Category Archives: Nature

Impossible Blue

In central Maine, today is a perfect example of the exquisite beauty of winter’s light. On Saturday, we had seven more inches of snow, but on Sunday the weather cleared, and now the skies are an impossible blue. Only in January and February, with the cold weather, do we get this kind of piercing clarity.

After going to a Martin Luther King Jr. breakfast at the local Catholic church, we stopped by the lake to take pictures of the sky and the snow and the trees. And, of course, the ice-fishing shacks.

Some people have their own kind of piercing clarity, and surely Martin Luther King Jr. was one such man.  It seems appropriate, then, to end with a few of his quotations:

There is some good in the worst of us and some evil in the best of us. When we discover this, we are less prone to hate our enemies.

And…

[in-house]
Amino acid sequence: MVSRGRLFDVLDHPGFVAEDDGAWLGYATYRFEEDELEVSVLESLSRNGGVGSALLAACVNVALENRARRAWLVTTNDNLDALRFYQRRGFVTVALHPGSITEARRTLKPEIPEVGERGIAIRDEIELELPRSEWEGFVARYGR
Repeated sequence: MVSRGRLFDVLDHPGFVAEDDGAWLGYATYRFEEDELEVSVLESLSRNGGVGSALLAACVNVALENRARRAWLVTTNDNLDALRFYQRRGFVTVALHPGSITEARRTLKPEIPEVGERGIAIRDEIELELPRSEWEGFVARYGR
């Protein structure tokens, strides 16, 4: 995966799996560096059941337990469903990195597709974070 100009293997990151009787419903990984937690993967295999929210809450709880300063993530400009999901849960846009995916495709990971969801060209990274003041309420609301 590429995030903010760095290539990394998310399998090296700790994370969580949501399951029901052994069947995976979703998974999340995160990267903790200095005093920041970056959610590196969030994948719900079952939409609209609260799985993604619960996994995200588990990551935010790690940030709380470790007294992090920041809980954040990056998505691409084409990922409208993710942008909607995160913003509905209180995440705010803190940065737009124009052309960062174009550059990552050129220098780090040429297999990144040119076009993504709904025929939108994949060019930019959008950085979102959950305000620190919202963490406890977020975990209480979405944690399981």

There comes a time when silence is betrayal.

Finally…

Freedom is never voluntarily given by the oppressor; it must be demanded by the oppressed.

Yes.

 

 

 

A Chocolate Box House?

Yesterday we had snow, and I am happy to report it was a Goldilocks’s storm where we got exactly the right amount—about six inches—and it wasn’t too wet or too heavy. No problem at all for Clif and Little Green, our trusty electric snow thrower.

Outside, it was a world of quiet and white with a touch of color here and there. Midwinter in Maine.

This morning when I got up, the sky had cleared and the temperature had dropped.

Out I went to take a picture of our snug, cozy home.

I hope I’m not being too presumptuous by borrowing a description from my friends across the pond to describe our home. That is, a chocolate box house.

More snow is predicted for Saturday, another seven inches or so. Again, just the right amount of snow.